Kampung Angkat Project
University: International Medical University (Malaysia)
The Kampung Angkat Project (KAP), translated Village Adoption Project, was initiated in 2007 as part of the International Medical University (IMU) Community Social Responsibility (CSR) under the banner of “IMU Cares” and in conjunction with IMU’s 15th anniversary. Under the program, each campus would adopt a village identified to have health and social issues and lacking in basic health facilities. The village identified for the IMU Clinical School in Seremban, is called Kampung Tekir, which is a village comprising mainly of indigenous people of the Tenum ethnic group. The village had a population of about 500 people, with 50% being children below 12 years old. It is located within a large oil palm estate. At the start, only part of the village had electricity supply and running untreated water. The nearest health clinic from the village was 20 km away.
The purpose of the program was to enable medical and nursing undergraduate students to practice their knowledge and skills in a rural setting. At the same time, the villagers would benefit from the presence of IMU students through regular free health checks and health education, the treatment of minor ailments, facilitation of referrals to appropriate health centres outside of the village when necessary, provision of free spectacles for visually impaired villagers and an opportunity for students and villagers to bond.
Since its launch in July 2007, IMU has continued its presence in the village through regular programs held once every 3-‐4 months. Typically in a year, there will be a one major program and several minor programs. The minor programs typically involve smaller groups of IMU medical and nursing students supervised by IMU lecturers who are specialists and they will perform house-‐to-‐house visits within the village providing health checks and health education. This approach was effective in reaching villagers who were either staying too far from the community hall or were reluctant to go to the hall for health checks. In the major program, the community hall within the village is used for health checks and health education with the addition of games and singing sessions, and health sports competition between the villagers and students.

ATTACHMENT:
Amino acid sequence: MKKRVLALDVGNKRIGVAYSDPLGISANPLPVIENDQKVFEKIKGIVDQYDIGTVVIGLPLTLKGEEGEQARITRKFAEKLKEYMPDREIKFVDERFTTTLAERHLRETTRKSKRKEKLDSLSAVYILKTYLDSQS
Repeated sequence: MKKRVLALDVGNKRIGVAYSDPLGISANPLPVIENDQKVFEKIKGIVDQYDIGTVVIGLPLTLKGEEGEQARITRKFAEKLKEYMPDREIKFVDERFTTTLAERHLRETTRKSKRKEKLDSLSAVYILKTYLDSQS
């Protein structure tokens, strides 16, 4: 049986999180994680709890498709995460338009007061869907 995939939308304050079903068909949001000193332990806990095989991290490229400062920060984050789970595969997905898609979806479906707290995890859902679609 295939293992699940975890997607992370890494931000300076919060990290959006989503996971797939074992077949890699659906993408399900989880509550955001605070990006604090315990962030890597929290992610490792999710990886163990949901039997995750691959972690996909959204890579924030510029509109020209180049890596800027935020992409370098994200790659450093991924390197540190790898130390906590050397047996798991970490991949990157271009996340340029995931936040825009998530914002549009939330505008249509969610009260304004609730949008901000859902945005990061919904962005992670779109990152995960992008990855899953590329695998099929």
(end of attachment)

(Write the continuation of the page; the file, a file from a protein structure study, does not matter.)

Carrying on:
Each program was planned and executed by the students via a committee formed by the students. The KAP committee facilitates the programs by ensuring that permission and approval were obtained from the various governmental agencies (such as the Ministry of health for medical supplies, the Department of Indigenous Population for approval, the Palm Oil estate management for permission to enter the village, the village committee for permission to use the community hall and publicity). As IMU expanded, students from other disciplines also took part such as students from dentistry, chiropractic and, nutrition and dietetics. All health checks and health education in each of the programs was performed by the students while supervision and guidance were provided by qualified IMU faculty.
Dr. James Koh, Senior Lecturer
James Koh is a Senior Lecturer and Head of the Department of Medicine at the International Medical University (IMU) where he has been a faculty member since 2000. He also serves as the Infectious Diseases Consultant at the Hospital Tuanku Ja’afar Seremban, Malaysia. James completed his subspecialty training in infectious diseases at the Peter MacCallum Cancer Centre and the Royal Melbourne Hospital Australia. His research interests lie in the area of HIV medicine, infectious diseases, advocacy, marginalized communities and the use of information technology in the practice of medicine. James has served on many conference and workshop program committees in delivering updates on HIV medicine and infectious diseases and the training of medical officers aspiring to be physicians. He has served in an advisory role for a number of non-‐governmental organizations that cater to the needs of marginalized communities in Malaysia. James was the leader of the team that pioneered the adoption of an aboriginal village as an avenue for teaching-‐learning experience for IMU students. This initiative received the MacJannet Prize for Global Citizenship in 2013. James absolutely loves the outdoors and in his spare time, he can be found swimming, running and climbing mountains, often taking his students along with him. James has been married to Denise for 15 years and has 2 lovely children, Darlene (14) and Ryan (10).
Pam Zulkifar, Graduate Student